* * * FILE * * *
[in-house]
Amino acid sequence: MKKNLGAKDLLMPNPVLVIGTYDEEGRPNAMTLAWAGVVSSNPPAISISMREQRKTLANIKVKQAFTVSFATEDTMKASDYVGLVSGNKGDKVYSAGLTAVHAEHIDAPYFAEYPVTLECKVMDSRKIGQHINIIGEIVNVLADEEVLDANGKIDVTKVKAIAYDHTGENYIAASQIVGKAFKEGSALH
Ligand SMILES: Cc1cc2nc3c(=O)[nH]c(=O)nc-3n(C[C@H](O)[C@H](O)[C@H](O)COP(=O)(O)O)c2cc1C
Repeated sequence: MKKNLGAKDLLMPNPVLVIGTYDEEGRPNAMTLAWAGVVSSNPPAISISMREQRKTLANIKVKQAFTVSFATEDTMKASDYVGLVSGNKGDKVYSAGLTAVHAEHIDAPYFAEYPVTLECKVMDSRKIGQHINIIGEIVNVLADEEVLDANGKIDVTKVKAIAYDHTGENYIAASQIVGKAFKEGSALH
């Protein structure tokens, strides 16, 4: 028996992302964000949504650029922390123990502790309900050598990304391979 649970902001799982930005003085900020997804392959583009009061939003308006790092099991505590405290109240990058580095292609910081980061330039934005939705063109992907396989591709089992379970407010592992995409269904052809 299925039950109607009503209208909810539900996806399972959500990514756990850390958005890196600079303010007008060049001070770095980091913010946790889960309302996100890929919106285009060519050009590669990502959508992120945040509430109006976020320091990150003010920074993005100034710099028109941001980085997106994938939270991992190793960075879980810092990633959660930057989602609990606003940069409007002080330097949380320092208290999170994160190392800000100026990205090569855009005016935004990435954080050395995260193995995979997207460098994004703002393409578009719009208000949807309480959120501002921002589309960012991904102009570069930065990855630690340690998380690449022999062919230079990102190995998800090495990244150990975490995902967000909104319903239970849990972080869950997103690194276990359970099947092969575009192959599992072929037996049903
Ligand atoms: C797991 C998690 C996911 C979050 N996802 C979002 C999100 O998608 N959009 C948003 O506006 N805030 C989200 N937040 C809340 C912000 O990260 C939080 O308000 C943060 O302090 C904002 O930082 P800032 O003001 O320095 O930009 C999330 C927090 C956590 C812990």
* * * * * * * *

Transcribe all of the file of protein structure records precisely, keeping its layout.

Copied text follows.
[in-house]
Amino acid sequence: MKKNLGAKDLLMPNPVLVIGTYDEEGRPNAMTLAWAGVVSSNPPAISISMREQRKTLANIKVKQAFTVSFATEDTMKASDYVGLVSGNKGDKVYSAGLTAVHAEHIDAPYFAEYPVTLECKVMDSRKIGQHINIIGEIVNVLADEEVLDANGKIDVTKVKAIAYDHTGENYIAASQIVGKAFKEGSALH
Ligand SMILES: Cc1cc2nc3c(=O)[nH]c(=O)nc-3n(C[C@H](O)[C@H](O)[C@H](O)COP(=O)(O)O)c2cc1C
Repeated sequence: MKKNLGAKDLLMPNPVLVIGTYDEEGRPNAMTLAWAGVVSSNPPAISISMREQRKTLANIKVKQAFTVSFATEDTMKASDYVGLVSGNKGDKVYSAGLTAVHAEHIDAPYFAEYPVTLECKVMDSRKIGQHINIIGEIVNVLADEEVLDANGKIDVTKVKAIAYDHTGENYIAASQIVGKAFKEGSALH
């Protein structure tokens, strides 16, 4: 028996992302964000949504650029922390123990502790309900050598990304391979 649970902001799982930005003085900020997804392959583009009061939003308006790092099991505590405290109240990058580095292609910081980061330039934005939705063109992907396989591709089992379970407010592992995409269904052809 299925039950109607009503209208909810539900996806399972959500990514756990850390958005890196600079303010007008060049001070770095980091913010946790889960309302996100890929919106285009060519050009590669990502959508992120945040509430109006976020320091990150003010920074993005100034710099028109941001980085997106994938939270991992190793960075879980810092990633959660930057989602609990606003940069409007002080330097949380320092208290999170994160190392800000100026990205090569855009005016935004990435954080050395995260193995995979997207460098994004703002393409578009719009208000949807309480959120501002921002589309960012991904102009570069930065990855630690340690998380690449022999062919230079990102190995998800090495990244150990975490995902967000909104319903239970849990972080869950997103690194276990359970099947092969575009192959599992072929037996049903
Ligand atoms: C797991 C998690 C996911 C979050 N996802 C979002 C999100 O998608 N959009 C948003 O506006 N805030 C989200 N937040 C809340 C912000 O990260 C939080 O308000 C943060 O302090 C904002 O930082 P800032 O003001 O320095 O930009 C999330 C927090 C956590 C812990």